1. Christopher A

    Stop for a second and imagine if a contributor from a company other than Automattic submitted a pull request that sent opt-in tracking data to their own company’s servers. Think about how crazy that sounds.

    This leaves a really sour taste in my mouth.


    • Ibon

      “After updating the Gutenberg plugin to 0.7.0 and navigating to the editor, users are presented with the option to opt into data collection about their usage of the editor”

      They make you choose if you want or not, a lot of plugins do this and ask for the info to make the plugin better.


      • Christopher A

        The problem is not the opt-in tracking. The problem is the data is being transmitted and stored by Automattic, a for-profit company. To make matters worse, nowhere on the opt-in does it state this. It leaves you with the impression the data is being collected by WordPress.org.

        I clicked “Yes” on the tracking on Friday. It wasn’t until Sunday that it was disclosed via a blog post that the data was being sent to Automattic.

        I’m sure there was no malicious intent by adding the opt-in tracking. However, it is extremely tone-deaf given the current state of WP.


  2. Peter

    As Gutenberg is an open-source community project, we view this data as belonging to the WordPress community, …

    I would like to ask what is the size of that community? Also, does “view” mean you know?


  3. Grant Palin

    An interesting comment on the metabox discussion WRT Gutenberg:

    Does WordPress intend to formally deprecate Metabox API?


    Yet, there are multiple ways in which meta-boxes and extensibility could be handled:

    * If we detect a meta-box is registered we can fallback to the old interface, nothing changes.
    * We could split editing the content and modifying meta information into two screens or stages.
    * We can try to see how feasible it is to render these as they are (PHP) below the content: #2251.
    * A theme/plugin/CPT could unregister the new interface as needed.
    * Various items that relied on meta-boxes could be converted to blocks for UI (still storing data separately).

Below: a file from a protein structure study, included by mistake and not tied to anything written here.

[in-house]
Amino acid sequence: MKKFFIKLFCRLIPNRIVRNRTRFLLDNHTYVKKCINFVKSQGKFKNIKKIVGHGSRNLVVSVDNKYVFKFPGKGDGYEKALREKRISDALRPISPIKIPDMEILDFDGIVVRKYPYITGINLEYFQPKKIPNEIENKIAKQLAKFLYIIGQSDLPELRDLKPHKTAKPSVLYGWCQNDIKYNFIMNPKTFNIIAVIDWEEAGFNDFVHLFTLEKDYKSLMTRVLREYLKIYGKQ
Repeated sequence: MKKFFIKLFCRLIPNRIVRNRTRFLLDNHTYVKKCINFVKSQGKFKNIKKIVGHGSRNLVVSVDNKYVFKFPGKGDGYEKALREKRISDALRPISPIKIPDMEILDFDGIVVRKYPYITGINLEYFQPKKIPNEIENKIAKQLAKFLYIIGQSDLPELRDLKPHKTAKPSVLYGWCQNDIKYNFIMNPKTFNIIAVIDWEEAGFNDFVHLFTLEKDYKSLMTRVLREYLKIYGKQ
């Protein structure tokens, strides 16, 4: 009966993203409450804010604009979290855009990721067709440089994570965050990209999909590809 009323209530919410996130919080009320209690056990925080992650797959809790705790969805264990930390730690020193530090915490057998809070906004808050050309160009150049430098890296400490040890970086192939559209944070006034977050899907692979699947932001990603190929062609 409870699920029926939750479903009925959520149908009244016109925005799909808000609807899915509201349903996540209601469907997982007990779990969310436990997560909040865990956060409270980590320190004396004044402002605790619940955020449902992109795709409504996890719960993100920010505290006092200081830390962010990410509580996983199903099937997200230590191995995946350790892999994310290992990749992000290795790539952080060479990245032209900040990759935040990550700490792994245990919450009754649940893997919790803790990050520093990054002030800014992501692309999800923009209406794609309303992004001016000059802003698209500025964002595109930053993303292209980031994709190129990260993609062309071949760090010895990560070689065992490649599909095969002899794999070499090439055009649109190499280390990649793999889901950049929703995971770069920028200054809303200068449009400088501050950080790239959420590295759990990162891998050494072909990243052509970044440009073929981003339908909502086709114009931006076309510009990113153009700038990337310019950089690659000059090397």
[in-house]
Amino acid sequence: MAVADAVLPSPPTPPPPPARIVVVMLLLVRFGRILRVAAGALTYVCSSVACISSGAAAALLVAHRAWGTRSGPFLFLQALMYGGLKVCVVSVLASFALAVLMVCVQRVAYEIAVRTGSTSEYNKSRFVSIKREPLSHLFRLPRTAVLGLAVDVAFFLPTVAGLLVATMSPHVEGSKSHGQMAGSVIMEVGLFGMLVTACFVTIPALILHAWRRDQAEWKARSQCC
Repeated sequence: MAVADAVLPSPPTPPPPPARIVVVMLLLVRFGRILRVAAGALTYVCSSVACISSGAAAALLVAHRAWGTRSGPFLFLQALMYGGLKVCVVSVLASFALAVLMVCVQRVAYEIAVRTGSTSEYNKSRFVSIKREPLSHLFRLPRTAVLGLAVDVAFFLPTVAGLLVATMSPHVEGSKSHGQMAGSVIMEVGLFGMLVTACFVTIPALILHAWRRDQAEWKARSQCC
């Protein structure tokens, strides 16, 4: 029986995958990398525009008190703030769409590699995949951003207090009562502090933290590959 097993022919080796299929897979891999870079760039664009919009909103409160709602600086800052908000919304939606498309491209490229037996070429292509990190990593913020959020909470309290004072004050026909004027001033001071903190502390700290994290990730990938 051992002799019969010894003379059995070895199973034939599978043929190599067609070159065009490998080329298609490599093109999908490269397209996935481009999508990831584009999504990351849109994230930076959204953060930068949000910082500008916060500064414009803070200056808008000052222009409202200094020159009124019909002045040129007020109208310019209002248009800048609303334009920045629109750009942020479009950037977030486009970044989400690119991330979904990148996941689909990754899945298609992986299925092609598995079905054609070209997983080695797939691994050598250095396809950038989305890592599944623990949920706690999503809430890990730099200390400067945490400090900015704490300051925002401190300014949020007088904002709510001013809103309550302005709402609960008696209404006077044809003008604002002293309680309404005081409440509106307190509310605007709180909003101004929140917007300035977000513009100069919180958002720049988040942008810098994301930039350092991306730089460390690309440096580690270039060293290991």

* We could implement API based meta-boxes extensibility like the Fields API.

    Or any combination of these.

    I know a lot of people have been worried about continuing use of meta boxes in the editor view. It looks like there is no need for concern, as the team are trying to find the right way to integrate the meta boxes with the new flow that Gutenberg provides.


  4. David Aguilera

    Great post, Sarah! This is a very interesting and hot topic.

    I think that tracking usage data is the best way to improve Gutenberg. Actually, I think it’s the best way to improve any plugin or even WordPress itself, as I discussed in my talk at WCEU17 (WordPress Plugin and Theme Directories Don’t Love Developers). So, yes, I completely agree with Riad Benguella when he says “WP.org needs its own tracking infrastructure and this could be very useful to enhance WordPress”.

    However, WordPress users might feel differently. During my talk, I could see the audience had mixed feelings. Some people (especially those that run a business) were really interested in tracking anonymous usage data. Others (concerned users) were completely against this “Big Brother” behaviors. Either way, it’s a discussion we should have.

    My opinion? I think that any developer who really wants this data will find a way to get it (implementing its own tracking solution or using alternatives such as Vova Feldman’s Freemius), regardless of what “the community” decides. So, why don’t we create this tracking module within WordPress? It’d be open source and the data we’d collect could be completely open, anonymous, and so on.


  5. Morten Rand-Hendriksen

    The core telemetry ticket remains closed even though there is obviously a need for further discussion. Matt’s argument for closing it – that “it is not within the three focus areas” – is no longer valid as telemetry is being discussed in direct relation to the Editor focus (Gutenberg), yet it remains closed. In the ticket Matt says telemetry is a “terrible idea” without further details and ends with “I doubt that anything actionable or useful will come of it that couldn’t be obtained by non-data-collecting means.”



  6. Gary
    • Jeff Chandler

      I understand why it was removed. It was nice to see a glimpse into what’s possible if more time and energy was spent on the idea. Right now, the focus is to get the damn thing to a usable state, then energy can be spent on the surrounding issues. Makes sense to me.


    • Peter

      Matt says two words and all community effort is gone. Suddenly they changed their mind, obviously :) This “community” is amazing :)


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